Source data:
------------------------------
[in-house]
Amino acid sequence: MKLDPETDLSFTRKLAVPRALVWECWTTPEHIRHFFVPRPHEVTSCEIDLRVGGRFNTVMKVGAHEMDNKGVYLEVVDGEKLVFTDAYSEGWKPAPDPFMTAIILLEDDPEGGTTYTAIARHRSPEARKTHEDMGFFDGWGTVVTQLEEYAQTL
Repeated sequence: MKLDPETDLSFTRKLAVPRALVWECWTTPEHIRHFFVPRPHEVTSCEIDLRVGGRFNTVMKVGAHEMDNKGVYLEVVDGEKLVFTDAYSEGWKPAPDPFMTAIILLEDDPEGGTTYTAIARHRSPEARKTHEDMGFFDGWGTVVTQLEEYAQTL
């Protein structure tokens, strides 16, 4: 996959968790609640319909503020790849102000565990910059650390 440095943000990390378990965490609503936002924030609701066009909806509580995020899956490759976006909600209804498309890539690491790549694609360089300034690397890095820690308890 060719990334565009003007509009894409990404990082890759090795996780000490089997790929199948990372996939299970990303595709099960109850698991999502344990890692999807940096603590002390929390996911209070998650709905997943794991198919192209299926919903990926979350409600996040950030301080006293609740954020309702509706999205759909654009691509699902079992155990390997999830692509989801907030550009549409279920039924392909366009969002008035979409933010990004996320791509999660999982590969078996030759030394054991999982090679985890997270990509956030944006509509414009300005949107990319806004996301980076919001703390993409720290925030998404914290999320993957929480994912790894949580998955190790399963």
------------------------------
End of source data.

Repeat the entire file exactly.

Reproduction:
[in-house]
Amino acid sequence: MKLDPETDLSFTRKLAVPRALVWECWTTPEHIRHFFVPRPHEVTSCEIDLRVGGRFNTVMKVGAHEMDNKGVYLEVVDGEKLVFTDAYSEGWKPAPDPFMTAIILLEDDPEGGTTYTAIARHRSPEARKTHEDMGFFDGWGTVVTQLEEYAQTL
Repeated sequence: MKLDPETDLSFTRKLAVPRALVWECWTTPEHIRHFFVPRPHEVTSCEIDLRVGGRFNTVMKVGAHEMDNKGVYLEVVDGEKLVFTDAYSEGWKPAPDPFMTAIILLEDDPEGGTTYTAIARHRSPEARKTHEDMGFFDGWGTVVTQLEEYAQTL
């Protein structure tokens, strides 16, 4: 996959968790609640319909503020790849102000565990910059650390 440095943000990390378990965490609503936002924030609701066009909806509580995020899956490759976006909600209804498309890539690491790549694609360089300034690397890095820690308890 060719990334565009003007509009894409990404990082890759090795996780000490089997790929199948990372996939299970990303595709099960109850698991999502344990890692999807940096603590002390929390996911209070998650709905997943794991198919192209299926919903990926979350409600996040950030301080006293609740954020309702509706999205759909654009691509699902079992155990390997999830692509989801907030550009549409279920039924392909366009969002008035979409933010990004996320791509999660999982590969078996030759030394054991999982090679985890997270990509956030944006509509414009300005949107990319806004996301980076919001703390993409720290925030998404914290999320993957929480994912790894949580998955190790399963």